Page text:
12. Laurel for sure. Way more interesting, and although you say it's the less sensible option, it'll probably be more trouble free than the Audi. Plus, you won't have to buy new wheel immediately Now I'm on a computer (not my phone) I'll add a little more detail to what's going on with the 924 in case anyone's reading. Basically, since I decided I wasn't happy with the noises the engine's been making I've stripped it down a fair bit and found loads wrong with it. God knows how it was working. Anyway, the front suspension's been cut up to move the mounting points upwards a load, as well as adapting it to take a mk2 escort steering rack for some cheep quick-rack fitting. I still need to make the replacement wishbones. Since getting it down to the unit I've been able to start tackling stuff on the shell, (I couldn't really work on it much on the drive, so had been pottering at suspension/engine stuff that I could unbolt and take into the garage to work on.) There was evidence of a load of filler in the rear quarter, which I've removed to find a very wobbly but solid panel. I'm hoping to get someone to cut that section out of a car they're breaking so I can replace it, as I'll never get it straight. The bottom of the passenger-side a-post was rotten and had been previously repaired badly, which I've cut out and put new metal in. I need to do the same on the drivers-side, but thankfully it's a smaller area and hasn't got a crap repair in the way. I've bought a pair of new sills, as the passenger-side one's clearly been replaced, and with the quality of the work I've found so-far I don't trust it to have been done well at all! So they need to go on at some point. The main bit I've been tackling's been the battery tray area of the scuttle, which had clogged it's drain and gone rotten at some point, along with all the seams around it. Thankfully that's most of the way back together now. I'll grab some photos when I'm at the unit next. The plan's essentially to get it solid, finish the front suspension, do something as-yet unknown but hopefully clever to the rear suspension, throw in a cage, dash and pair of seats and I guess put an engine of some sort in there at some point. I'm going to need to get a lot of time down at the unit as I'm hoping to do a track-day in it with my house-mate in the spring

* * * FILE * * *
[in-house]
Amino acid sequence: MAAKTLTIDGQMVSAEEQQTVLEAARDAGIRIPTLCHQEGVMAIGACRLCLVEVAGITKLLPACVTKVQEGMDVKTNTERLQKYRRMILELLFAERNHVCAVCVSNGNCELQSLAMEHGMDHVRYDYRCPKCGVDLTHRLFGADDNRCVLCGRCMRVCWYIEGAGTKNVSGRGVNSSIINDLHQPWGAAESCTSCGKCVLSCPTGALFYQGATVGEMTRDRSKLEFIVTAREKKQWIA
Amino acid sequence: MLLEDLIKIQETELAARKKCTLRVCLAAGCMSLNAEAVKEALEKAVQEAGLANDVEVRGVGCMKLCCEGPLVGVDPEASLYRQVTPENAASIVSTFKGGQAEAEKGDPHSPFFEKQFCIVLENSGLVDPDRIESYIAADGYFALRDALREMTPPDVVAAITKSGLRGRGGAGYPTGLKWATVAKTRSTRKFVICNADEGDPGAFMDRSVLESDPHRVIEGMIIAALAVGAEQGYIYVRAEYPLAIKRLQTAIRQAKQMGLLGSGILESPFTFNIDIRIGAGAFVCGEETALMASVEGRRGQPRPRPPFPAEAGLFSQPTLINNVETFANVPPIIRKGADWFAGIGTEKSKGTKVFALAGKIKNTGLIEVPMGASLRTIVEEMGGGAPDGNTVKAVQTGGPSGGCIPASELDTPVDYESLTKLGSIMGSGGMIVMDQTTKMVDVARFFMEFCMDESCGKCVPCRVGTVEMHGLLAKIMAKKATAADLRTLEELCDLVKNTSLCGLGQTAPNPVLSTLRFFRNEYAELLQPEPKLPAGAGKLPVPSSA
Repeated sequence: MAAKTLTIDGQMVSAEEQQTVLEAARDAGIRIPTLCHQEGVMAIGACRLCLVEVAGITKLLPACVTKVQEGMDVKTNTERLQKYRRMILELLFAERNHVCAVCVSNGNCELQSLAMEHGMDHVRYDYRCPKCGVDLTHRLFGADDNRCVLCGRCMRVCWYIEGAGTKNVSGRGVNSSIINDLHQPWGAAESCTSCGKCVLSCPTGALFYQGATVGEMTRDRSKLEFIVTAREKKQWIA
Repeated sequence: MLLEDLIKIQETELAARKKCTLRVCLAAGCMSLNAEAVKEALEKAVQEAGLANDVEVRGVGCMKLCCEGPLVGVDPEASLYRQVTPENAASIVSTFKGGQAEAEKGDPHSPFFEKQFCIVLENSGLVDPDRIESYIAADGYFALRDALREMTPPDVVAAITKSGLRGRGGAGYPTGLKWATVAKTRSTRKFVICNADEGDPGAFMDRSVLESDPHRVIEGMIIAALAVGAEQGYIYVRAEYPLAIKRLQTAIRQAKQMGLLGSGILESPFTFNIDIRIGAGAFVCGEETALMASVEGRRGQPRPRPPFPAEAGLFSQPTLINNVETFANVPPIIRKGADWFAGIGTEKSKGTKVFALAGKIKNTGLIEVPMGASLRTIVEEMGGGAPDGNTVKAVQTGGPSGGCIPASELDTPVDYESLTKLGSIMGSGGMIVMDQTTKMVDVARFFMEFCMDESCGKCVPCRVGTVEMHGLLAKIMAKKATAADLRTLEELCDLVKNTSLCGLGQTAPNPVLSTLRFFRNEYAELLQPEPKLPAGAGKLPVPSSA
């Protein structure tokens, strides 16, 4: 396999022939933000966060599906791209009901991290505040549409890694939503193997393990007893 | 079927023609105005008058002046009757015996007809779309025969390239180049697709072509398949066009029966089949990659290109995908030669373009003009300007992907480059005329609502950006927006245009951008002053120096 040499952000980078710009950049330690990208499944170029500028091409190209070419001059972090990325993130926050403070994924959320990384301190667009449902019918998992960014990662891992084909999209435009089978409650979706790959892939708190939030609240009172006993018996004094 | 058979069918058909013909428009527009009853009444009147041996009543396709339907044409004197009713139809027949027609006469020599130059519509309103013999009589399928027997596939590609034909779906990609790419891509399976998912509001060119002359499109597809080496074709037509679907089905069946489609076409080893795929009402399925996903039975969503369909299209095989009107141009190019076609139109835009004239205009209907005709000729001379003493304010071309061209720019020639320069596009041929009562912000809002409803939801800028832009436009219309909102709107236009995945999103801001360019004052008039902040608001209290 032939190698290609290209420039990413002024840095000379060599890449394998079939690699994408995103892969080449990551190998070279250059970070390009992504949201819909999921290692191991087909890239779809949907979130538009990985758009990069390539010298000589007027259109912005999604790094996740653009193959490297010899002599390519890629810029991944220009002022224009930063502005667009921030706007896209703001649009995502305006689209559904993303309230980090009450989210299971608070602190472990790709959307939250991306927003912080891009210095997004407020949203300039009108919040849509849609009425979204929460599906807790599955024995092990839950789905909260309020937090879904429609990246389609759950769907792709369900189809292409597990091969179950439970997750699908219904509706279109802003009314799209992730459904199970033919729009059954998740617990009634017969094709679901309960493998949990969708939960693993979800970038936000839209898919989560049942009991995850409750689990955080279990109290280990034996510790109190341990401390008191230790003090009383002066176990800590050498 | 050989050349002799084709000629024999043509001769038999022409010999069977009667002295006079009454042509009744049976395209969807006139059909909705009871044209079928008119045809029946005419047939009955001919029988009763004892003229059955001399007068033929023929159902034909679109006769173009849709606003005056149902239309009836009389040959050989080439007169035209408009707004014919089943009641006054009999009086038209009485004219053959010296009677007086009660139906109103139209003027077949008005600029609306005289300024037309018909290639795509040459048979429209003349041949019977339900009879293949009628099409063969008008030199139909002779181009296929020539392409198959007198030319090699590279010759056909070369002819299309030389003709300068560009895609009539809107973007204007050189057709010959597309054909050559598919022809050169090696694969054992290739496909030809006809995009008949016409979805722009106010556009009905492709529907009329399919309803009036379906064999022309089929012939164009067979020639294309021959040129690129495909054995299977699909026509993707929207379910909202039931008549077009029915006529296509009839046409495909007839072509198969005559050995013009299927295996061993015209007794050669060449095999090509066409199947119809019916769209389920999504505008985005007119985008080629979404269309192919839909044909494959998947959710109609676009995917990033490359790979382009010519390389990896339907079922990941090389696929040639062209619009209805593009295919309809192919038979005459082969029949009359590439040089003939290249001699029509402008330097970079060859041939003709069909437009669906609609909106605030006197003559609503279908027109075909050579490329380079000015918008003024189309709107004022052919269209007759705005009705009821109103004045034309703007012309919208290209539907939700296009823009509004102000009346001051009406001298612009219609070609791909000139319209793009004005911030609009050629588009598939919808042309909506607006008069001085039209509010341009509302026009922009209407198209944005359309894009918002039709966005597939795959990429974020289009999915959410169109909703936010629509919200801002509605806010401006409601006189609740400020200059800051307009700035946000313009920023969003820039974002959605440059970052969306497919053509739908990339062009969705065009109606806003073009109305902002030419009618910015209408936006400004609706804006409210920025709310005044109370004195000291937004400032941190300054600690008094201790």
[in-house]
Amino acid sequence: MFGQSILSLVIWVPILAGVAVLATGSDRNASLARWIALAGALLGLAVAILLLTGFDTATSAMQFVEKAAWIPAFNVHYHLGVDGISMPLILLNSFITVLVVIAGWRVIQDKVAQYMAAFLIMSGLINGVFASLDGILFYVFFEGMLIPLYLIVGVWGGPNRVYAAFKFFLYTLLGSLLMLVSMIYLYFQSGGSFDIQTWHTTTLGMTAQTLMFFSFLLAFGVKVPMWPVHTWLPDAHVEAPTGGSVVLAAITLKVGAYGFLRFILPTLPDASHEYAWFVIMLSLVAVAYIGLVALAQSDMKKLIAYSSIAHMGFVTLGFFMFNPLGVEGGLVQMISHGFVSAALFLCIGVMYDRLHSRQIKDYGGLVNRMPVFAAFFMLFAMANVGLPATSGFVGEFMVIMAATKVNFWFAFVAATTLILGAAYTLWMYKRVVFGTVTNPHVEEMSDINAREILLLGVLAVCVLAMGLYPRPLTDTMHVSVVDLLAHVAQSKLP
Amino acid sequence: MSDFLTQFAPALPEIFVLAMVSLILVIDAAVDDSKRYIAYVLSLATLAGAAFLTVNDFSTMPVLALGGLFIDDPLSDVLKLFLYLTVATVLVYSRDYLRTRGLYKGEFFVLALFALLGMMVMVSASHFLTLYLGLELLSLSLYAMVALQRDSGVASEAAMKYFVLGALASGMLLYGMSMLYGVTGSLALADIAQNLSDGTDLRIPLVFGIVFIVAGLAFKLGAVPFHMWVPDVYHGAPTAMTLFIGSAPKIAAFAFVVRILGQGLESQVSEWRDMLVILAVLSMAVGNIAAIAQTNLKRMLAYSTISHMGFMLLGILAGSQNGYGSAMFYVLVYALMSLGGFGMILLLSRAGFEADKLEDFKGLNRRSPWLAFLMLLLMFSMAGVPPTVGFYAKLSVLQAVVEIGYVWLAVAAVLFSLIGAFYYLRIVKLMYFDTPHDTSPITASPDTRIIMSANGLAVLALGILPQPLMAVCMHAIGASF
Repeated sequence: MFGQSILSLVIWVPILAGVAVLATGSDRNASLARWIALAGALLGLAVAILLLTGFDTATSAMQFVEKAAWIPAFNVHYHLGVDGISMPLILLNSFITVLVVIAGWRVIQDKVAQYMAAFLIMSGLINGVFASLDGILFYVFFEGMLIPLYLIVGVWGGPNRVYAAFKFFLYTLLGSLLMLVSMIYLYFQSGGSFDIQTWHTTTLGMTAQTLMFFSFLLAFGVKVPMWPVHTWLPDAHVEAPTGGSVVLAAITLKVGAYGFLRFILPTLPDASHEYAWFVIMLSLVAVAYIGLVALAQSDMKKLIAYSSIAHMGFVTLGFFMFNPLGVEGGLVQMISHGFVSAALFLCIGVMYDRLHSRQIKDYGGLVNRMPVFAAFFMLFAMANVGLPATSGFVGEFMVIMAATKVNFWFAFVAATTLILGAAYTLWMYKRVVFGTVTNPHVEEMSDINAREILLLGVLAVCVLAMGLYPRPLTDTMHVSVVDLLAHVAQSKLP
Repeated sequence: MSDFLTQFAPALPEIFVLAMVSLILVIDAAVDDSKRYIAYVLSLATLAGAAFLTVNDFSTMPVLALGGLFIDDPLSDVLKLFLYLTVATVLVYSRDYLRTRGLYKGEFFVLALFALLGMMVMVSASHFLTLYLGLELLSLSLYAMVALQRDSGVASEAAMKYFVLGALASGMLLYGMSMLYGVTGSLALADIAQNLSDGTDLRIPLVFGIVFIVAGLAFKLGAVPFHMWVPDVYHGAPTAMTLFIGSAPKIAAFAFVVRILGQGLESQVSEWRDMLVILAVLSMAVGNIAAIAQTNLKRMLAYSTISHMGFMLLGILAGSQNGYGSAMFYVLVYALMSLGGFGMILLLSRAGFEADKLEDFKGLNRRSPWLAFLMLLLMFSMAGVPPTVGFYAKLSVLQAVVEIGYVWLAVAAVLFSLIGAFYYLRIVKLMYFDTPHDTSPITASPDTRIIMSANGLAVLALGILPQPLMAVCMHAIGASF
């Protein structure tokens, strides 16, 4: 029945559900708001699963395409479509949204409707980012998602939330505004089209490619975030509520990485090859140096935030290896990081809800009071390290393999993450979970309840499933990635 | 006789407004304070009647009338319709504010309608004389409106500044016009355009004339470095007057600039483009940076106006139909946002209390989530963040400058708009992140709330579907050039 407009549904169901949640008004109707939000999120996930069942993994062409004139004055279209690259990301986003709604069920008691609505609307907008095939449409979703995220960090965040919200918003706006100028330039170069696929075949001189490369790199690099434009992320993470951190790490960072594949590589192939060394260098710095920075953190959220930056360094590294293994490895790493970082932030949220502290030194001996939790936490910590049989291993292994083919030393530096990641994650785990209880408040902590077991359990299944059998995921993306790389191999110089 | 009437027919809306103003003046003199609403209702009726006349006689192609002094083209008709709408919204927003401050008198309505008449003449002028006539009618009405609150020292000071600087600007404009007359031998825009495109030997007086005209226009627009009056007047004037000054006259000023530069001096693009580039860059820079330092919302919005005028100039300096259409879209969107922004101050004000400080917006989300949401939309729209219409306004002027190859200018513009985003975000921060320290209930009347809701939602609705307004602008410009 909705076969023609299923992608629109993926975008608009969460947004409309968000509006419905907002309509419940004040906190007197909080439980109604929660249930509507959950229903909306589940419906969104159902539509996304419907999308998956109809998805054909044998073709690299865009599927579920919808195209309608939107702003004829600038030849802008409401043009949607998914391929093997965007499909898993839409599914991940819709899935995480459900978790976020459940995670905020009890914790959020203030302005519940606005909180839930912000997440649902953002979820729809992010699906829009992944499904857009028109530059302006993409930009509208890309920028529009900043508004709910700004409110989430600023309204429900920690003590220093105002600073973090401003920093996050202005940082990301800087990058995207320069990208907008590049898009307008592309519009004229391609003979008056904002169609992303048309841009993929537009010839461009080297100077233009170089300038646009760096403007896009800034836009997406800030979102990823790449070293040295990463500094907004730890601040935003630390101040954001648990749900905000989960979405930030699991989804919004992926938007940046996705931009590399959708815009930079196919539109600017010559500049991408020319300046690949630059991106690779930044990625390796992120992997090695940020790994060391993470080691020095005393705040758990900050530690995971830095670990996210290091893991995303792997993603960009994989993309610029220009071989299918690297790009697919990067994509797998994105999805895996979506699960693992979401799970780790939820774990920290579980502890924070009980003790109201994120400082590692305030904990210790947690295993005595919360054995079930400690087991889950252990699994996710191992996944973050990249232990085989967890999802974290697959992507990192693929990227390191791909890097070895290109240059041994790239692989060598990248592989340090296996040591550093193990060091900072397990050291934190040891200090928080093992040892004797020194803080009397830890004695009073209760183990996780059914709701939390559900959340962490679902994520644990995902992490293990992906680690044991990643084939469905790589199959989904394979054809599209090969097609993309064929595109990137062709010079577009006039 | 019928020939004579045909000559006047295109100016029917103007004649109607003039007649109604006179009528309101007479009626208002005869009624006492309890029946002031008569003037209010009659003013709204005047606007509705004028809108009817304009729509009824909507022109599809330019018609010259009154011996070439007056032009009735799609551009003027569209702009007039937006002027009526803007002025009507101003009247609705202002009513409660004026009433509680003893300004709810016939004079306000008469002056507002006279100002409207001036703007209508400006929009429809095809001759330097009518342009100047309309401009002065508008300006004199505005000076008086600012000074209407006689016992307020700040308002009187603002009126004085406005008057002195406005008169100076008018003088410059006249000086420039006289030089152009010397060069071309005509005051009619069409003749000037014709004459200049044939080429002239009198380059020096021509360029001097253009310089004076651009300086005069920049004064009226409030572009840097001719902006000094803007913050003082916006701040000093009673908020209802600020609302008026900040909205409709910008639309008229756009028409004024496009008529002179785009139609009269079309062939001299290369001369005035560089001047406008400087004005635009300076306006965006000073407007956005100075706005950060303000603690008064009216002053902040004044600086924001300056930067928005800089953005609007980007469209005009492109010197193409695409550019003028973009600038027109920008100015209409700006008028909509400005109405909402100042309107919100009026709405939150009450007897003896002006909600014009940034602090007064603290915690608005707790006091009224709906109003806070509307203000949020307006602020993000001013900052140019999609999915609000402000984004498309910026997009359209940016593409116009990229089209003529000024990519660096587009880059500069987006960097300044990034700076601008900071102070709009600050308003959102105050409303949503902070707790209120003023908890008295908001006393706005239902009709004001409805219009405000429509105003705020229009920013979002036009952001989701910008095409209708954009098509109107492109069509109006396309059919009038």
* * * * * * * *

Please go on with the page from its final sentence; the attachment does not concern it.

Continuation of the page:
13. Haha, I genuinely hadn't noticed the pager number! I really am unsure what the plan is with it in a lot of respects. It's getting made into a track orientated car though, stripped interior, cage etc. I'm definitely remaking most of the suspension and steering stuff. It's lost most of its wiring loom and I'm in the middle of repairing some poor previous rust repairs. Im really on the fence with what to do about the engine. On the one hand, I want to have some fun with a standard, underpowered engine getting to know the cars handling and improve my driving. On the otherhand, my standard engine's broken, and it'll probably be cheaper to swap in something more modern while its apart.
  14. It's been a while since I've posted in here besides the odd comment on what you guys are doing. The Porsche hasn't really been the 'rolling project' I'd hoped it would be and has now been off the road for over a year. On the bright side, I've finally found a place in some shared workshop space, so can crack on and hopefully get it going again for spring. There's not much in the way of firm plans, but it'll be far from standard when it hits the road. Torn apart:
  15. Paul. That BMW you've linked to is basically the same as Prawns, e39s are great and miles ahead of 46s in terms of build quality from the few I've worked on. I'm not sure if you'd be interested, but my 5 series is likely to be for sale in the autumn. Once the Porsche is back on the road I'll be looking to get a shonkier daily driver. I want something I don't have to worry about cosmetically damaging, and I could do with freeing up some cash for a trip, so I'll be downgrading to something that's more of a shed. (probably a cheep V70 d5) I need to do a bit of an update on the happenings with my Porsche sometime, but it'll have to wait until I'm home with access to photos.